By Geraldine Bilston*
IN a world where politics and leadership are so often characterised by misogyny, power over and patriarchy I am so happy to tell you that my mayor is my hero. I have nothing but appreciation and admiration for Mornington Peninsula Shire’s Cr Despi O’Connor.
Five years ago I escaped an abusive relationship. The Mornington Peninsula is my home. It is part of my past; it’s where my daughter and I were abused. But this place is also our future and I want a future where women are respected and safe.
Since that time in my life I have worked hard to push for change. I have shared my story publicly many times and more recently I have been working alongside the Victorian government to assist in reform and service delivery in the family violence space.
It is hard work. I am often tired, sometimes despondent, but always hopeful. I believe in a future where everyone is safe – and I know that is completely achievable – because violence against women is preventable.
We create change at the top – our policies, our systems, our legislation – those things are important. But for true social change, to achieve true social justice, that requires grassroots efforts.
Mornington Peninsula Shire participated in a women’s health education campaign. It included Facebook posts about menstrual health, access to abortion and contraception, as well as sexual pleasure.
So, what does this campaign have to do with me or my fight to end violence against women? Upholding the rights of women is about more than just making flippant statements like “I don’t support blokes bashing their wives”. Making those statements is the easy part. Doing the work to create a society and community that actually respects and values women – that’s where the work is.
So, while Despi and her team took a position in promoting and educating our community in a way that works towards a society that values women, they also copped backlash (“Shire’s sex talk a smash hit on social media” The News 5/10/21). Change is hard. Resistance is to be expected.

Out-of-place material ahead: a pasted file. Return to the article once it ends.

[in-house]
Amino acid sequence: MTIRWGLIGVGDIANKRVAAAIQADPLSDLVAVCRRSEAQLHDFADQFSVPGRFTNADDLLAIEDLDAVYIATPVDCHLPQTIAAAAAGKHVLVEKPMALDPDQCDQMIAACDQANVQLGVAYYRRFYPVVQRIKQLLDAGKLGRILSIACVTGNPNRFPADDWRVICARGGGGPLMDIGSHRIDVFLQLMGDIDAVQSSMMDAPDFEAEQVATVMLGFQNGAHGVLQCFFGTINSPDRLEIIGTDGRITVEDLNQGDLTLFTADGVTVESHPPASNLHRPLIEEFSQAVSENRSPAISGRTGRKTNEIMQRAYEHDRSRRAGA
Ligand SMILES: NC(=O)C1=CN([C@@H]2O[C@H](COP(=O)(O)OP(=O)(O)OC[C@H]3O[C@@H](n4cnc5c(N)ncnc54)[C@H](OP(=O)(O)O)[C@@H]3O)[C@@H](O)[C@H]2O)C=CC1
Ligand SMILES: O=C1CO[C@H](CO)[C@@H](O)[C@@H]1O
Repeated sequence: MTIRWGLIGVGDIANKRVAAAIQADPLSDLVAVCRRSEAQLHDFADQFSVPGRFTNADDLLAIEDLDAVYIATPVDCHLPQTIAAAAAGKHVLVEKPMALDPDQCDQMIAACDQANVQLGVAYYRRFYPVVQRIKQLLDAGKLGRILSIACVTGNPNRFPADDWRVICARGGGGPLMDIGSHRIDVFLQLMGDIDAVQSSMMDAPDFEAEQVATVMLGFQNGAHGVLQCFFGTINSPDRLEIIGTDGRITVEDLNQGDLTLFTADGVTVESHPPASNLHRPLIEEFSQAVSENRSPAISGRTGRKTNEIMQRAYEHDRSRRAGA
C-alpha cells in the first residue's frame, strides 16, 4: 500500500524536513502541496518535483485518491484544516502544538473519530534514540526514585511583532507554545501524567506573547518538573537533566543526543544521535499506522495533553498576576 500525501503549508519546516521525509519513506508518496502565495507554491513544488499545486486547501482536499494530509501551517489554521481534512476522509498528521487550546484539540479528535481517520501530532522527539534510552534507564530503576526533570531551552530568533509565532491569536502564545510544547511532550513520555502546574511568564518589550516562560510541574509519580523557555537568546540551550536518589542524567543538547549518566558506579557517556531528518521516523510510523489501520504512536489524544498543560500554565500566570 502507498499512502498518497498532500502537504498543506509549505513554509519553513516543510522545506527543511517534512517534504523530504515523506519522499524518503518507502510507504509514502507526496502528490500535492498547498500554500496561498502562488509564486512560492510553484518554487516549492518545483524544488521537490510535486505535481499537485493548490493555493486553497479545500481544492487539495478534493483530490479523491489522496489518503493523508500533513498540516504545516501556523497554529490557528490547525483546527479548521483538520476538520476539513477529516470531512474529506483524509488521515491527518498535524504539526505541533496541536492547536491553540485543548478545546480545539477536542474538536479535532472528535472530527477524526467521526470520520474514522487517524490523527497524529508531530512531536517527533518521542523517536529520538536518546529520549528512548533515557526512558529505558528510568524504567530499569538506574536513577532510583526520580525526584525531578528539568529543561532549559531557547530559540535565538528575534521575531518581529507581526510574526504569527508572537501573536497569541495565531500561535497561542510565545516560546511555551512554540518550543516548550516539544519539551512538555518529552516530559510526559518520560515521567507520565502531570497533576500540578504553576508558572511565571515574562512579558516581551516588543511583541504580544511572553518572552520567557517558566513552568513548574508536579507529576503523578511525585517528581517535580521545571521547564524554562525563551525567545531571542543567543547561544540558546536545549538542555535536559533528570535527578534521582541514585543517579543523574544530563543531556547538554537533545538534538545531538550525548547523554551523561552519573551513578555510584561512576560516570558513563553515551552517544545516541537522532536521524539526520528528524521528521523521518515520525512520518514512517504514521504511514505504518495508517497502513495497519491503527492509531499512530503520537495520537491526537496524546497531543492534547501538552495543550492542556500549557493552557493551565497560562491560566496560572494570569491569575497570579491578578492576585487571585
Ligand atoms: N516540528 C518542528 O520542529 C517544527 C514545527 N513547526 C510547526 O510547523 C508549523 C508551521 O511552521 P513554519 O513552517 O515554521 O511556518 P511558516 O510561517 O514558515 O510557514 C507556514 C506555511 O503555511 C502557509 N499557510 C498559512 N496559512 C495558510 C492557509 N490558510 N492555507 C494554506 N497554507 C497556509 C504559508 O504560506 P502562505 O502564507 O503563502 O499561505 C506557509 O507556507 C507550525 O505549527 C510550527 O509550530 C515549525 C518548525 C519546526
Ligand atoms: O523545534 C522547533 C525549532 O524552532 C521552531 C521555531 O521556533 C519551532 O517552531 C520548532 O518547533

If you were part of the collective pearl-clutching gasp that responded to this campaign, I invite you to reflect on why. What is so offensive to you that our shire and its leadership would prioritise a campaign that works towards a future of gender equality?
In particular, if you are outraged by this public messaging around women’s sexual pleasure then I suggest you place that in the context of today’s world, a world where young men are accessing hardcore pornography as their number one point of sexual education, and our young girls are being coerced and pushed to perform sexually demeaning acts.
If counteracting that causes you stress and you feel that the shire playing its part of education on this is misplaced, you need to ask yourself on why.
We all have a role to play and I am glad that the shire is embracing its role. To find an ally in our local leadership energises and motivates me.
Over the past few years I have realised my own perpetrator stole so much from me.
He changed me and completely changed the trajectory of my life. But he could not take away my hope. And today, as I look at our local leadership, I thank them for helping me harness my hope, for my daughter, for our future, for our community.
We must all challenge the societal norms and structures that continue to allow violence against women.
Thank you Despi and all those in leadership across our community that continue to fight for a future where we are valued, respected, and safe.
* Geraldine Bilston has been deputy chair of the Victim Survivors’ Advisory Council in May 2020 and sits across several consulting and advisory boards including the Mornington Peninsula Primary Prevention Collaboration and White Ribbon National Advisory Council.